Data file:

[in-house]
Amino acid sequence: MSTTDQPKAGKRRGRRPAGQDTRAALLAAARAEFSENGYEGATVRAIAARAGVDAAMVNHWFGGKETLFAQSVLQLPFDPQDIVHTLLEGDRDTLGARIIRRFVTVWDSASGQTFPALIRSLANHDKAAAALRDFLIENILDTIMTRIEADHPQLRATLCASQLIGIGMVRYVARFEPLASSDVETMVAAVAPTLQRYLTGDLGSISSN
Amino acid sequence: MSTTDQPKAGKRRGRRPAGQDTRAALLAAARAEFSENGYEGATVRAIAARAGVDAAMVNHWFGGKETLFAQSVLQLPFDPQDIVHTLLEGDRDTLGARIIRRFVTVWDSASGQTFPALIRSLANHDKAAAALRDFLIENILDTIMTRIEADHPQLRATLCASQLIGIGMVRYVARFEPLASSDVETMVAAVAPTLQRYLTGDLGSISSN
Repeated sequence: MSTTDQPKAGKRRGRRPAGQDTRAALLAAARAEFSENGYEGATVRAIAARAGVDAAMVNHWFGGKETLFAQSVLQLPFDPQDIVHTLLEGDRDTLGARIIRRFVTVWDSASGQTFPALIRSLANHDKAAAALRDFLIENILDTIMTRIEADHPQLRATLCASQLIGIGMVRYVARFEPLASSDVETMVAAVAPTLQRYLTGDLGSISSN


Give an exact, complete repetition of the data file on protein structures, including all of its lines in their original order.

[in-house]
Amino acid sequence: MSTTDQPKAGKRRGRRPAGQDTRAALLAAARAEFSENGYEGATVRAIAARAGVDAAMVNHWFGGKETLFAQSVLQLPFDPQDIVHTLLEGDRDTLGARIIRRFVTVWDSASGQTFPALIRSLANHDKAAAALRDFLIENILDTIMTRIEADHPQLRATLCASQLIGIGMVRYVARFEPLASSDVETMVAAVAPTLQRYLTGDLGSISSN
Amino acid sequence: MSTTDQPKAGKRRGRRPAGQDTRAALLAAARAEFSENGYEGATVRAIAARAGVDAAMVNHWFGGKETLFAQSVLQLPFDPQDIVHTLLEGDRDTLGARIIRRFVTVWDSASGQTFPALIRSLANHDKAAAALRDFLIENILDTIMTRIEADHPQLRATLCASQLIGIGMVRYVARFEPLASSDVETMVAAVAPTLQRYLTGDLGSISSN
Repeated sequence: MSTTDQPKAGKRRGRRPAGQDTRAALLAAARAEFSENGYEGATVRAIAARAGVDAAMVNHWFGGKETLFAQSVLQLPFDPQDIVHTLLEGDRDTLGARIIRRFVTVWDSASGQTFPALIRSLANHDKAAAALRDFLIENILDTIMTRIEADHPQLRATLCASQLIGIGMVRYVARFEPLASSDVETMVAAVAPTLQRYLTGDLGSISSN